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I have a daily driver and a driveway queen named "The white whale" 2500 Ram 4 door 8" bed with a shell and overhead rack. I sold the Taco a few years ago. I was tried of camping small and was using the ram mostly. I don't miss the taco much as I am not crawling any more.
 

Billiebob

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Older vehicles that have been and continue to be, properly maintained , in my humble opinion, are more reliable than new modern vehicles.
yep, my wifes 2004 Grand Cherokee, 6 years old the left rear passenger window quit working..... Jeeps answer was a new wiring harness I figured plug and play simple to replace the left rear power window cable but NOOOOOO....... the said we replace the entire vehicle wiring harness...... within tne week we had traded for a new Legacy 3.6R.

Replace the entire wiring harness in a 6 year old vehicle because a power window quits...... crazy expensive, crazy stupid too.

ps... old vehicles that have been driven into the ground are more reliable than new vehicles that are meticulously maintained
 
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KAIONE

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Do you keep it simple with a one size fits all vehicle or is overlanding an addiction in your driveway? How many of you have more than one overland rig in your stable because you can't seem to find one rig that takes care of all your needs? we currently have two well equipped vehicles for our adventures, A 2000 Jeep WJ and a 2012 Ram 3500. The Jeep is an awesome NW local rig, we have the exterior fully raptor lined for protection against our infamous overgrown pinstriping trails, however its a horrible rig for long distance highway travel to out of state locations & not much load capacity or storage space, especially with a German Shepard taking up 60% of the back seat..lol . The Ram is a huge beast that has plenty of space and comfortable on long trips, but being a dually it only really excels on open forest service roads and SW desert type terrain (We are considering a bed swap to go single rear wheel, and maybe adding the new full size alu cab cabin) but at least I never have to worry about overloading it lol.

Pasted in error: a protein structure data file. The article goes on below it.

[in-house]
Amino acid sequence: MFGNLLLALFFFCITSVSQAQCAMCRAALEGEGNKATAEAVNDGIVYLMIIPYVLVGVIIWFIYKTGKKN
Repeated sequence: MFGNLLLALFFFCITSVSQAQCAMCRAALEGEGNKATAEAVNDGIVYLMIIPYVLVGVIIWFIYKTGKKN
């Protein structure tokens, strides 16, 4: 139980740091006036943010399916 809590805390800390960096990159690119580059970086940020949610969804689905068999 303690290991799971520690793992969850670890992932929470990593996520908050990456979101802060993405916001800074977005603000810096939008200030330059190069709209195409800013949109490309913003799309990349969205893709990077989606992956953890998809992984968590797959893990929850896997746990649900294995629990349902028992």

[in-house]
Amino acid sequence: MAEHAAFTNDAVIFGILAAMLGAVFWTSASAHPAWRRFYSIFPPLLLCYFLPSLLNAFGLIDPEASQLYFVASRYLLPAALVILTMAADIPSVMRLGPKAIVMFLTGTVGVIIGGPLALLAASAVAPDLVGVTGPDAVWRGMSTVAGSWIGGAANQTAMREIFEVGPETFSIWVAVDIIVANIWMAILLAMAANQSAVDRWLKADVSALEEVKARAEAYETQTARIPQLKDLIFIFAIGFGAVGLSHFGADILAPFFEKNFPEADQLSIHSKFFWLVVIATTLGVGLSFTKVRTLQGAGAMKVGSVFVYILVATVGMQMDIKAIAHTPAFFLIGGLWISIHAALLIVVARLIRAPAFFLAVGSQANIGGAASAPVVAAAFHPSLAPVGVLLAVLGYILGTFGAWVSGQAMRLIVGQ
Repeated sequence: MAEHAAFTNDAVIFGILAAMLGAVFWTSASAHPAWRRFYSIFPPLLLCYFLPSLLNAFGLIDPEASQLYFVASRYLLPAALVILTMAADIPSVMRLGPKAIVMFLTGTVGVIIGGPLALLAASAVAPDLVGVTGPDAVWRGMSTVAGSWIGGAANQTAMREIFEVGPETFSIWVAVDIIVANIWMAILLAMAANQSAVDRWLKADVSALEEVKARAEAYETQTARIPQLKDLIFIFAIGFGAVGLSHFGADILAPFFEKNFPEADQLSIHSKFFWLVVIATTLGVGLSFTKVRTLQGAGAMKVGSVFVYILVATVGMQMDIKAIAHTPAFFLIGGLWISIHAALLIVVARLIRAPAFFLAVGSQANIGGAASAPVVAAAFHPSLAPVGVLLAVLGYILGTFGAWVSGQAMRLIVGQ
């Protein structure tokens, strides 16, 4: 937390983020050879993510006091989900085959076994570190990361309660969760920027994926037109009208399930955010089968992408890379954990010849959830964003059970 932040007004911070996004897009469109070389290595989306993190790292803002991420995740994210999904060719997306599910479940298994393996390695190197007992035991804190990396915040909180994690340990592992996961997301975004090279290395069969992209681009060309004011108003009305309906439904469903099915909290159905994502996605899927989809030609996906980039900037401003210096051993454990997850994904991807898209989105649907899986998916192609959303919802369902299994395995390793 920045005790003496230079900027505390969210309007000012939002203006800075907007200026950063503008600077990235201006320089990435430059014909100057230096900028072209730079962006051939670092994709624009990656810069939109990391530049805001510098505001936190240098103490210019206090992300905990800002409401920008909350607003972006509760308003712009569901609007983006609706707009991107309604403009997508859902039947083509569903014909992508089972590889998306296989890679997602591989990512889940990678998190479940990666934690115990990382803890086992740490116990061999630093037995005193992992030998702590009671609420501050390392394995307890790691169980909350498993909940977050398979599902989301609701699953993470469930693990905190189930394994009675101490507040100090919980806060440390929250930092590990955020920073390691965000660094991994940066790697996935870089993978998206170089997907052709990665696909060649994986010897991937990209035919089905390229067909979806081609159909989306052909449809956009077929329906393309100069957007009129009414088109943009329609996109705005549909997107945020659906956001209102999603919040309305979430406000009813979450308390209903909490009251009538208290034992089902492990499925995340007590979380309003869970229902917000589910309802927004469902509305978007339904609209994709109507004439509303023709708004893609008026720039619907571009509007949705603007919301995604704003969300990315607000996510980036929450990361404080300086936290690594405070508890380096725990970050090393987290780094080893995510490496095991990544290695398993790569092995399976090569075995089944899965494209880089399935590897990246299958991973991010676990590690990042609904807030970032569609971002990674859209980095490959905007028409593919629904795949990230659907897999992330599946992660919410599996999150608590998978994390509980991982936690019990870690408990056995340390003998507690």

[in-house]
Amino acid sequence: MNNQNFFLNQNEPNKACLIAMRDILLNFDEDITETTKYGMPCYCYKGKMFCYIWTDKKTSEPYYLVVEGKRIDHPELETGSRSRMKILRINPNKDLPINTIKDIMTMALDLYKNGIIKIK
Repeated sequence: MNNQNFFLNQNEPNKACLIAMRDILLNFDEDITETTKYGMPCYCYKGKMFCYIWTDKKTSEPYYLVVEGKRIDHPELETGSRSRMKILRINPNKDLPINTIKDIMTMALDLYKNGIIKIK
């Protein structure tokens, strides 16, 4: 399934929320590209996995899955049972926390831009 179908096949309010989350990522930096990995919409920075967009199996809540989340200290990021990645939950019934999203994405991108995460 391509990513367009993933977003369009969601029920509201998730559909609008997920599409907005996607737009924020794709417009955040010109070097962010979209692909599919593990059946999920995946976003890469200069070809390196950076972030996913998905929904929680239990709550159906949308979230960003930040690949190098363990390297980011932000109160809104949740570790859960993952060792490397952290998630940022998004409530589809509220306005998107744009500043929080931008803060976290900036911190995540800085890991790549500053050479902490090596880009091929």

Do you prefer to keep it modern with a late model vehicle, potentially exposing its expensive paint and bodywork to trail damage or do you like to run an older vehicle, accepting the added mechanical repairs and increased risk of breaking down on the trail?
Great question!!! Love the responses so far! I am a multi vehicle person. Got an 02 F250 that is my road tripper now. Carries everything anywhere whenever I need to go. Handles the family superbly. Throw everything you need and twice what you don’t in the back and we’re off. Just moved to WA and traded in a Chevy Tahoe for a 2021 4Runner. My kid car/daily driver/mtn goat! Upgrading them both slowly but surely. Hit my first trail last week with the 4Runner “Silky Dime”, had to test out her new roof rack and gear holding capability. She’s great for shorter trips and tighter trails. Looking fwd to more mountain trails around the Mt Adams and Gifford Pinchot NF.

Safe travels everyone!
 

leeloo

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got a small daily driver hybrid, great fuel economy , very low maintenance ( it does not have any belts even, some brake pads last 100 k km... ) , easy to park. extremely low tax. It is 4years old and I will keep till the wheels fall off.
Just got an LR4 for trips, holidays, long distance driving in general. Here it is a different story, it is my 4 'th overlanding vehicle, it is difficult for me to find one that I really like. The second one I had, a Landcruiser prado j120 (in US i think it was Lexus GX460 ) I really liked, but it was breaking down very often, usually during trips so I had enough and sold it.. Difficult to find a replacement for it... I hope this LR4 will be it.
This is typical in most Europe, here is not practical to daily drive you overland rig, due to fuel cost, small narrow streets, small parking spaces..
 

old_man

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I've had my rig almost 25 years and put 700k on the title. I keep it in tip top shape and routinely hook it up on short notice and drive 1000+ miles. Yes, things wear out, but with preventive maintenance, not necessarily waiting for something to leave you stranded, goes a long way.